Cameron Diaz, Gwyneth Paltrow boost Winnipegger's Little Box of Rocks

A Winnipeg entrepreneur is scrambling to keep up with a surge in demand after her product was featured on holiday gift guides of two celebrities.

'Crystals each have a meaning, so it's the bouquet that lives forever,' Kiera Fogg says

Each bouquet, which sells for $35-$38, is a collection of crystals with an explanation of their energy, along with a secret message on a mini scroll, all wrapped in a wooden box. (littleboxofrocks.com)

A Winnipeg entrepreneur is scrambling to keep up with a surge in demand after her product was featured on holiday gift guides of two celebrities.

"I was sitting in my office one day and suddenly my website started to blow up. I started getting order after order after order," said Kiera Fogg, the inventor of Little Box of Rocks (LBOR).

Her first thought was that her website was hacked, until she asked a customer how they heard of LBOR and was told it was on Gwyneth Paltrow's Goop gift guide.

That was followed up quickly with another appearance in a gift guide website connected to actress Cameron Diaz.

Kiera Fogg holds one of the boxes containing a crystal bouquet. (Darren Bernhardt/CBC)
"It's been insane. We've been wrapping all day long, sometimes into the night," Fogg said. "We haven't caught up just yet."

The small home-based business only had a couple of part-time employees, so Fogg has recruited her mom and some "very helpful family and friends" to get through the rush.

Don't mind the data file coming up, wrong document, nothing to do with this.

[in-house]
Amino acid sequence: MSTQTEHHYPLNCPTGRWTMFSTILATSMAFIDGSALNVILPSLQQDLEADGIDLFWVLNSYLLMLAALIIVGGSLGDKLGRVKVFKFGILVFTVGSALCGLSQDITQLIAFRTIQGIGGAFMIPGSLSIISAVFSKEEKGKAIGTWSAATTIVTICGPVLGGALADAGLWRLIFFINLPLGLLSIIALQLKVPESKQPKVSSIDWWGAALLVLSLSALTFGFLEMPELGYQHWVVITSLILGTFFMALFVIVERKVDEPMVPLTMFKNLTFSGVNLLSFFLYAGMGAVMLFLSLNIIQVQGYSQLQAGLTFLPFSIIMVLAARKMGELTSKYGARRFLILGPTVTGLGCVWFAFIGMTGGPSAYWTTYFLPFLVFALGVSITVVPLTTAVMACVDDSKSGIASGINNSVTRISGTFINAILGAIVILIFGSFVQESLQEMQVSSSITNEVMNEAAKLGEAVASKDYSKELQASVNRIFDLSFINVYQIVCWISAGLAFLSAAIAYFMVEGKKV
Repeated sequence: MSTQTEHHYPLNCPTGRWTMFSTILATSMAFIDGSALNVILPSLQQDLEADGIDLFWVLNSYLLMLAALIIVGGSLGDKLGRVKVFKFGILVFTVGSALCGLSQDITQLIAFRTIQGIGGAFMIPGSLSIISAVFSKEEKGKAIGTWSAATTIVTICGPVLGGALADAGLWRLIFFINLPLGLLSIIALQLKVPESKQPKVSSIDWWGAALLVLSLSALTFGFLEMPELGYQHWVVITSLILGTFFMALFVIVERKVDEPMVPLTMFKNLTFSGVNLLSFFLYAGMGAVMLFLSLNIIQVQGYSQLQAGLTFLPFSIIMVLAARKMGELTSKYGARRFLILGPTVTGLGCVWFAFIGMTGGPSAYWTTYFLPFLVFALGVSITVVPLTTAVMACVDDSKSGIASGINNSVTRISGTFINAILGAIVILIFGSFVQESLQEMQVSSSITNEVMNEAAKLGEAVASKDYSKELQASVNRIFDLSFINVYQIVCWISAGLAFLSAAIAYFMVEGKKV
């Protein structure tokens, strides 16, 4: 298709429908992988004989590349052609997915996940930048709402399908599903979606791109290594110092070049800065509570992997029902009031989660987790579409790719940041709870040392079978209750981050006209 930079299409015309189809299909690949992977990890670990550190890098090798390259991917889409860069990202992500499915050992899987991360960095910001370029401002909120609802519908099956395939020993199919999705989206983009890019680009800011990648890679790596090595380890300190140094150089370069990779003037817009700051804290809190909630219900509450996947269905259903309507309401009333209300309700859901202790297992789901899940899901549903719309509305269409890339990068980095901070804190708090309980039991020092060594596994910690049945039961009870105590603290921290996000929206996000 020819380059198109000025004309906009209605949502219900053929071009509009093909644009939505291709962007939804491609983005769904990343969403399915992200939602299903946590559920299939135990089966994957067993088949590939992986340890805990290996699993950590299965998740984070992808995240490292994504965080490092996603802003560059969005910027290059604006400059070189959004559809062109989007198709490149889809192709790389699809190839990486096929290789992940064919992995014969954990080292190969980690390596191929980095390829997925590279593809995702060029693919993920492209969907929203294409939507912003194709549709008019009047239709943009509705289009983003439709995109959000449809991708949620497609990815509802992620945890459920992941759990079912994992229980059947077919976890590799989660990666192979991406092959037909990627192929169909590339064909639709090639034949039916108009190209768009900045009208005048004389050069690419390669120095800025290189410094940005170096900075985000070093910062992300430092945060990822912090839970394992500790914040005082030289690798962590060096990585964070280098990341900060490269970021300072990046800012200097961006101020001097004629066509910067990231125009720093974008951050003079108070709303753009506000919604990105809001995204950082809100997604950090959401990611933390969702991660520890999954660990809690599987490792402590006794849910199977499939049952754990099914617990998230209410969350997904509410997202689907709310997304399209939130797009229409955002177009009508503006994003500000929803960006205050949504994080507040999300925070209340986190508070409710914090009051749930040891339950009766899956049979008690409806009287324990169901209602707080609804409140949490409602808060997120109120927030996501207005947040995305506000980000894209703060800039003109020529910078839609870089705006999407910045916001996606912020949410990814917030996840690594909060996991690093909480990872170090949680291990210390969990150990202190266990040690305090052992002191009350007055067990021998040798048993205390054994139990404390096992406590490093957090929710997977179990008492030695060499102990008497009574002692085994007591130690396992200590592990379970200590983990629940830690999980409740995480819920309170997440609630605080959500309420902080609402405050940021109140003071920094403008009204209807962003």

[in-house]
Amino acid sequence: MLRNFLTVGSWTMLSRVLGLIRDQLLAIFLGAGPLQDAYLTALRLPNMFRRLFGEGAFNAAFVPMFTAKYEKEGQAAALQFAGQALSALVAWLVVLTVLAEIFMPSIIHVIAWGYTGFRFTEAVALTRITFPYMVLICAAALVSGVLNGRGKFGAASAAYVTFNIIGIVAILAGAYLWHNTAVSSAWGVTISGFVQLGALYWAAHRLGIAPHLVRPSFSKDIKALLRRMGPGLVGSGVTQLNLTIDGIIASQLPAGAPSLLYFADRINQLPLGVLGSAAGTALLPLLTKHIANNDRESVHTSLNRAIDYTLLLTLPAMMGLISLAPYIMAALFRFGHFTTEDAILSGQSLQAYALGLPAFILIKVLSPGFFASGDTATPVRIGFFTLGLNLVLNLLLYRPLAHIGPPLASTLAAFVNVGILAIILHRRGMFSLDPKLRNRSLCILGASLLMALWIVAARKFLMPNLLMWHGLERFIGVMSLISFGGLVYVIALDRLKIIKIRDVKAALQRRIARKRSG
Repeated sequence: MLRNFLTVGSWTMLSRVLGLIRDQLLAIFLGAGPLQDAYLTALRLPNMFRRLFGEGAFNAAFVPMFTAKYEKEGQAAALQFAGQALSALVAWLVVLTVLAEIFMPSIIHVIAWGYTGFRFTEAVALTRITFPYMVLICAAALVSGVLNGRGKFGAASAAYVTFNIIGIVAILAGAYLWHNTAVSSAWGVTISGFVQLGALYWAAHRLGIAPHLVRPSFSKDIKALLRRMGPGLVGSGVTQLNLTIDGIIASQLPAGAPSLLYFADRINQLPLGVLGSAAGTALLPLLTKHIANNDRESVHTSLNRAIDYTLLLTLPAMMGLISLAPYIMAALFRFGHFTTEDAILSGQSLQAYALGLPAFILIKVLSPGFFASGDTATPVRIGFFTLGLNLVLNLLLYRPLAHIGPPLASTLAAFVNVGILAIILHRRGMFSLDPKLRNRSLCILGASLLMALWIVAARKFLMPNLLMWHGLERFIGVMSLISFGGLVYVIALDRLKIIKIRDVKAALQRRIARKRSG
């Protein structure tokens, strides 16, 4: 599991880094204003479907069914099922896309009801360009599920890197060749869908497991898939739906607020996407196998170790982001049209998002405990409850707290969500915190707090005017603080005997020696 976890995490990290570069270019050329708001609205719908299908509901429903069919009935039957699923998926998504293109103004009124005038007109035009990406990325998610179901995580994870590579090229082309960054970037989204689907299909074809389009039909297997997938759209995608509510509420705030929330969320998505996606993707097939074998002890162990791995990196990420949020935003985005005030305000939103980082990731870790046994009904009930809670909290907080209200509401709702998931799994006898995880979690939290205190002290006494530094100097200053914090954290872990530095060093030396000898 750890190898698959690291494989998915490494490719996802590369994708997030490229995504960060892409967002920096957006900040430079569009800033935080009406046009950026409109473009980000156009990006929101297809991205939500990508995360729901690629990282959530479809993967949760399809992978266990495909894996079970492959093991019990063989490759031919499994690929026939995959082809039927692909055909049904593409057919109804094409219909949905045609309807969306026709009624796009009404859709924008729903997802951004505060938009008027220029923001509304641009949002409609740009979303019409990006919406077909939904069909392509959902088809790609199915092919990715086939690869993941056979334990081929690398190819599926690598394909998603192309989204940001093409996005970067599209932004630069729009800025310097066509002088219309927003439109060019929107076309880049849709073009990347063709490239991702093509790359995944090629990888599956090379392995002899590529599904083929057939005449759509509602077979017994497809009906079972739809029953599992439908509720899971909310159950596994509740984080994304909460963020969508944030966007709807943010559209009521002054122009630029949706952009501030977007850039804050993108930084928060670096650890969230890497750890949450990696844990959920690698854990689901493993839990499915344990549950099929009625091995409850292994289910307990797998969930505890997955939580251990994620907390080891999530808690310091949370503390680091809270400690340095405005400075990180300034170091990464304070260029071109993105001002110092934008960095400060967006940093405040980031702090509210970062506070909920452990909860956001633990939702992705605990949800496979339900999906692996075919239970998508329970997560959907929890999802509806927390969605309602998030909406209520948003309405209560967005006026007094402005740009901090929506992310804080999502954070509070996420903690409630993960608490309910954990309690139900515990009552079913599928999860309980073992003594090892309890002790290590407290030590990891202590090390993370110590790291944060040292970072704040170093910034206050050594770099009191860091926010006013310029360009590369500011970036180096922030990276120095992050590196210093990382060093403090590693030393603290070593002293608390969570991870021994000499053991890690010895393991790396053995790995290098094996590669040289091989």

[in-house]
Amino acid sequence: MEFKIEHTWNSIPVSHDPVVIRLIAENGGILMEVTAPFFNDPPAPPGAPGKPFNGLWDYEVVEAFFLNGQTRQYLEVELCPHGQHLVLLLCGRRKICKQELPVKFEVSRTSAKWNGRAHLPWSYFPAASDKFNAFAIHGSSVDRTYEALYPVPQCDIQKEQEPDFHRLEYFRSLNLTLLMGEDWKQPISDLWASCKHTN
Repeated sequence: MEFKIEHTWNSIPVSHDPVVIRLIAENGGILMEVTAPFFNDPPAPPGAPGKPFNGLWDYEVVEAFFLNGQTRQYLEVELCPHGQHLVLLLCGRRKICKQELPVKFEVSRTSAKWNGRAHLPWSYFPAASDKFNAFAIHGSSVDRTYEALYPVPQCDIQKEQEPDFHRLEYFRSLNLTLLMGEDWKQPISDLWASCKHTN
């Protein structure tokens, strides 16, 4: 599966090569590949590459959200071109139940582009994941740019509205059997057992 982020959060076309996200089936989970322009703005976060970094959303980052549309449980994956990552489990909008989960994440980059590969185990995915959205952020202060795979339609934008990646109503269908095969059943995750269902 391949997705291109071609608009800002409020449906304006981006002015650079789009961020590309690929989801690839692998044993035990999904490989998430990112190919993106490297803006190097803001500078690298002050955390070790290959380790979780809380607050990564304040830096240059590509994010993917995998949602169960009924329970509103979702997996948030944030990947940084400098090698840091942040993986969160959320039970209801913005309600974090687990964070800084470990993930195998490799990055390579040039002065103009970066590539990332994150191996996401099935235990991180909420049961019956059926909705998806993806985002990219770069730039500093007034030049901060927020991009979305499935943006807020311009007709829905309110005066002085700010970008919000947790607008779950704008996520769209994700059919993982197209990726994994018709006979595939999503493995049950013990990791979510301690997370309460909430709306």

LBOR is like a flower shop, but instead of roses or asters in the bouquet, it's rose quartz or amethyst. Each bouquet, which sells for $35-$38, is a collection of crystals with an explanation of their energy, along with a secret message on a mini scroll, all wrapped in a wooden box.

The business launched in October and Fogg admits she wasn't sure how well it would be received.

"I mean, you tell someone it's a box of rocks — how crazy does that sound?" she said, adding she targeted millennials but the business has found a much wider audience.

"We're finding that it's everybody, not necessarily the New Age-type people, but people who want a unique way to express themselves in a gift," she said.

A self-described crystal lover, Fogg said she is also a big fan of flower bouquets, but not everyone wants "to spend money on something that's going to die in three days.

"Crystals each have a meaning, so it's the bouquet that lives forever."